High Tension (Haute tension)
For those looking to satisfy their bloodlust with senseless gore--severed heads, splatter marks and giant buzz saws--look no further than High Tension. But only the most ardent devotees of the genre will accept the illogical final twist that leaves behind more unanswered questions than a presidential press conference.
Two college pals Marie (Cecile de France) and Alex (Maiwenn Le Besco) drive to a cottage in the French countryside for a visit with Alex's family and a week of intense studying. Lurking near the idyllic surroundings, however, is a degenerate loner in a rusted truck. We know this guy's trouble when he tosses the severed head of a woman out the window after using it to, well, let's just say the guy is twisted, for sure. Back on the ranch, all is well--except, of course, for the ominous music in the background. And sure enough, bliss quickly turns to fear when the rusted truck suddenly winds its way through the corn fields--which, of course, any horror movie must have--to the farm. Dressed in greasy coveralls and low-riding baseball cap, the drifter methodically cuts the family down with a barber's blade, while a terrified Marie eludes him in a game of cat and mouse. Alex also survives, but she gets hogtied with a thick chain and carted off in the truck. Stowed away with Alex, Marie tries for help when the killer stops for gas, but is left behind after an unfortunate encounter with the station attendant. Determined to save her friend, Marie gives chase in a conveniently found Mustang and eventually confronts the killer in the woods, but instead finds herself struggling with her own inner demons.
De France, who some American audiences may recognize from last summer's flop Around the World in 80 Days, is convincing as the classic woman in peril. Her mix of quivering fear and determination to save Alex adds to the conflict and suspense. Philippe Nahon--a regular in Gaspar Noé's disturbing oeuvre--plays the psycho killer with unflinching nonchalance. Butchering Alex's family is just a matter of routine. He says nothing until the end of the second act, so we never quite know where he's coming from despite random clues scattered throughout. As Alex, Le Besco has little to do outside screaming and whimpering with fear. The rest of the family--mom, dad, little brother--don't survive long enough for us to get to know them. After seeing dad offed with the clever use of a piano, mother sliced and diced in grisly fashion and little brother shot in the cornfields, one vaguely remembers they were part of the action at all. But De France is the focus of our attention and I found myself rooting for her to get the bad guy--until her transformation, which is supposedly due to a severe sexual identity crisis. The sudden shift prompts a question or two, like, ''Where the hell did that come from?'' and ''Can I have my money back?'' A bad dream at the beginning offers some clue, but in hindsight it simply adds to the confusion.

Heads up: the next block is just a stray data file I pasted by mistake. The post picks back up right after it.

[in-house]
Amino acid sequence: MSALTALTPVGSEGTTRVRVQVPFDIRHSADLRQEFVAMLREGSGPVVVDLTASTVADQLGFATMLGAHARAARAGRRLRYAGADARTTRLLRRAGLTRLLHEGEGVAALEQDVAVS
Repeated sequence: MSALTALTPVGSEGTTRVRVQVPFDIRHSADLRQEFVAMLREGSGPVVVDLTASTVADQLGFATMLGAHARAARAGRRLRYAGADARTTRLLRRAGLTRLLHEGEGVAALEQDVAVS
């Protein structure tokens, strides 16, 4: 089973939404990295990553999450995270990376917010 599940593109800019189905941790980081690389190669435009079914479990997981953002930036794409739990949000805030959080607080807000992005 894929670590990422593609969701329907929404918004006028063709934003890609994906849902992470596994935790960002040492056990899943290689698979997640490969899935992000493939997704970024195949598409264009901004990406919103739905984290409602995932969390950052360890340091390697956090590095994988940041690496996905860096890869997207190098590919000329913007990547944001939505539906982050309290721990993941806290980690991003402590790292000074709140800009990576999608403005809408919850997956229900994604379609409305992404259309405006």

Writer-director Alexandre Aja (sharing screenwriting credit with Gregory Levasseur) creates a tense atmosphere with relentless camera moves and a dissonant score, but as gut-wrenching as the mood may be, nothing makes up for the leap in logic. He expects his audience to ignore the gaping holes created by the ridiculous final twist and seems more concerned with grossing the audience out than making any narrative sense. The motives for the man who arrives at the house and unleashes a carnage of Texas Chainsaw Massacre proportions are thin but clear (aren't they always?)--photos of other victims line the rearview mirror in his truck; so we know he has killed before. But with the absurd plot twist, all that goes out the window and we're left wondering what really happened: Are the other victims real or imagined? Has the killer done this before? Is the truck even real? Where did it come from? We never know and the director seems content on not explaining it to us. In the name of subverting genre clichés with a smug trick, Aja has created a mess that does nothing more than kill expectations of narrative soundness.
High Tension's haunting score, fluid camera movements and relentless hemoglobin splattered across the screen makes for a tense experience, but it's all for naught once we know the Big Twist. Even Cecile De France's compelling performance cannot divert attention away from a badly flawed script.